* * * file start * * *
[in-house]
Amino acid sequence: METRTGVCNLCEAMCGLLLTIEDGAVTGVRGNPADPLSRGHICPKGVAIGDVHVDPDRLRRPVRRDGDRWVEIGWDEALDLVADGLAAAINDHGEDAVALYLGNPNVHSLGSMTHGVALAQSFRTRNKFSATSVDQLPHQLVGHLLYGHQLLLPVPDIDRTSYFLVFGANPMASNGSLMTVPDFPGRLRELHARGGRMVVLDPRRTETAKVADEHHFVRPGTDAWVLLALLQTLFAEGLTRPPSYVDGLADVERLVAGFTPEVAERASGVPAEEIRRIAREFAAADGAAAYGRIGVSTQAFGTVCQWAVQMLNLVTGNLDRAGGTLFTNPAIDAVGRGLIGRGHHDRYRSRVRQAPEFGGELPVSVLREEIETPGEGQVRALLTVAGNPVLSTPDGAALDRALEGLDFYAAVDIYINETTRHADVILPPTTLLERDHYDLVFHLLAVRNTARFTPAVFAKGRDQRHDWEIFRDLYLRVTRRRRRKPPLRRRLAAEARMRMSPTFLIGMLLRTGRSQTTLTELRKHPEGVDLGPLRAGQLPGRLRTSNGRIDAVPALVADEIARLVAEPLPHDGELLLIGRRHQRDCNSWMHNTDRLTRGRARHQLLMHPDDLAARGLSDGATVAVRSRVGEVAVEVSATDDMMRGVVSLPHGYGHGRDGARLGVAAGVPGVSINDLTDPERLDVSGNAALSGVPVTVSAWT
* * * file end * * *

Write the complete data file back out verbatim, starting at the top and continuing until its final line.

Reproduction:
[in-house]
Amino acid sequence: METRTGVCNLCEAMCGLLLTIEDGAVTGVRGNPADPLSRGHICPKGVAIGDVHVDPDRLRRPVRRDGDRWVEIGWDEALDLVADGLAAAINDHGEDAVALYLGNPNVHSLGSMTHGVALAQSFRTRNKFSATSVDQLPHQLVGHLLYGHQLLLPVPDIDRTSYFLVFGANPMASNGSLMTVPDFPGRLRELHARGGRMVVLDPRRTETAKVADEHHFVRPGTDAWVLLALLQTLFAEGLTRPPSYVDGLADVERLVAGFTPEVAERASGVPAEEIRRIAREFAAADGAAAYGRIGVSTQAFGTVCQWAVQMLNLVTGNLDRAGGTLFTNPAIDAVGRGLIGRGHHDRYRSRVRQAPEFGGELPVSVLREEIETPGEGQVRALLTVAGNPVLSTPDGAALDRALEGLDFYAAVDIYINETTRHADVILPPTTLLERDHYDLVFHLLAVRNTARFTPAVFAKGRDQRHDWEIFRDLYLRVTRRRRRKPPLRRRLAAEARMRMSPTFLIGMLLRTGRSQTTLTELRKHPEGVDLGPLRAGQLPGRLRTSNGRIDAVPALVADEIARLVAEPLPHDGELLLIGRRHQRDCNSWMHNTDRLTRGRARHQLLMHPDDLAARGLSDGATVAVRSRVGEVAVEVSATDDMMRGVVSLPHGYGHGRDGARLGVAAGVPGVSINDLTDPERLDVSGNAALSGVPVTVSAWT